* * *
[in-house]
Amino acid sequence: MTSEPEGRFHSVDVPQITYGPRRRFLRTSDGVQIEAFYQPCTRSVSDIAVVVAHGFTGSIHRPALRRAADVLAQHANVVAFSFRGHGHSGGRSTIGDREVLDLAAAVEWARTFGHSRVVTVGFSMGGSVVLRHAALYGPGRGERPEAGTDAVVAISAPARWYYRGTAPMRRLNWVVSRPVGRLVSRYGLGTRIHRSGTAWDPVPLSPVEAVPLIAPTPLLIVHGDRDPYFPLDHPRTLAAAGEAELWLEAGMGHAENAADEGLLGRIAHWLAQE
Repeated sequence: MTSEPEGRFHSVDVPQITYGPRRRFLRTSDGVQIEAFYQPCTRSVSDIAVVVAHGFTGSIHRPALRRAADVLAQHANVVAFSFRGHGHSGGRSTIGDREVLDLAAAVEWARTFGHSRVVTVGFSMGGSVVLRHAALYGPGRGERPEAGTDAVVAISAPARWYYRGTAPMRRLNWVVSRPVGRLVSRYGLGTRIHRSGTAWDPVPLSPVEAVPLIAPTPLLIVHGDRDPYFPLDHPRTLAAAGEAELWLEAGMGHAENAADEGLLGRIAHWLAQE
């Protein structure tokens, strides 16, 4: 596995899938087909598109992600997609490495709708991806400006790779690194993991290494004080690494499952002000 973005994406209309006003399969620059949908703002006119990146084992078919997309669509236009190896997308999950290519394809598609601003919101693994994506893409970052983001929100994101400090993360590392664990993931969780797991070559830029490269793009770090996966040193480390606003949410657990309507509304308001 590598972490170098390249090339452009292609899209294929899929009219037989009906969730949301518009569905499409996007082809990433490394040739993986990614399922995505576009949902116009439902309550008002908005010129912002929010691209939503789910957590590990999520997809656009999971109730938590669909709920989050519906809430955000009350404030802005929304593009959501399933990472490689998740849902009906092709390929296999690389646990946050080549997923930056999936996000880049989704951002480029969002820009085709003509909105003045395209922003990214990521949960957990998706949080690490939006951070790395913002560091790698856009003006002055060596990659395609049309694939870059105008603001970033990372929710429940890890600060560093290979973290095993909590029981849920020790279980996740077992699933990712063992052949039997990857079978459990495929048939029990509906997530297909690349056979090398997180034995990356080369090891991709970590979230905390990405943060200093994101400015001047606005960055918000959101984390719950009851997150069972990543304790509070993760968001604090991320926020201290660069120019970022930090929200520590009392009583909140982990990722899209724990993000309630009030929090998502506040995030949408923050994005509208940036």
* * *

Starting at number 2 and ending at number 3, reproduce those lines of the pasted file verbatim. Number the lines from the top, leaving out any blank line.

Amino acid sequence: MTSEPEGRFHSVDVPQITYGPRRRFLRTSDGVQIEAFYQPCTRSVSDIAVVVAHGFTGSIHRPALRRAADVLAQHANVVAFSFRGHGHSGGRSTIGDREVLDLAAAVEWARTFGHSRVVTVGFSMGGSVVLRHAALYGPGRGERPEAGTDAVVAISAPARWYYRGTAPMRRLNWVVSRPVGRLVSRYGLGTRIHRSGTAWDPVPLSPVEAVPLIAPTPLLIVHGDRDPYFPLDHPRTLAAAGEAELWLEAGMGHAENAADEGLLGRIAHWLAQE
Repeated sequence: MTSEPEGRFHSVDVPQITYGPRRRFLRTSDGVQIEAFYQPCTRSVSDIAVVVAHGFTGSIHRPALRRAADVLAQHANVVAFSFRGHGHSGGRSTIGDREVLDLAAAVEWARTFGHSRVVTVGFSMGGSVVLRHAALYGPGRGERPEAGTDAVVAISAPARWYYRGTAPMRRLNWVVSRPVGRLVSRYGLGTRIHRSGTAWDPVPLSPVEAVPLIAPTPLLIVHGDRDPYFPLDHPRTLAAAGEAELWLEAGMGHAENAADEGLLGRIAHWLAQE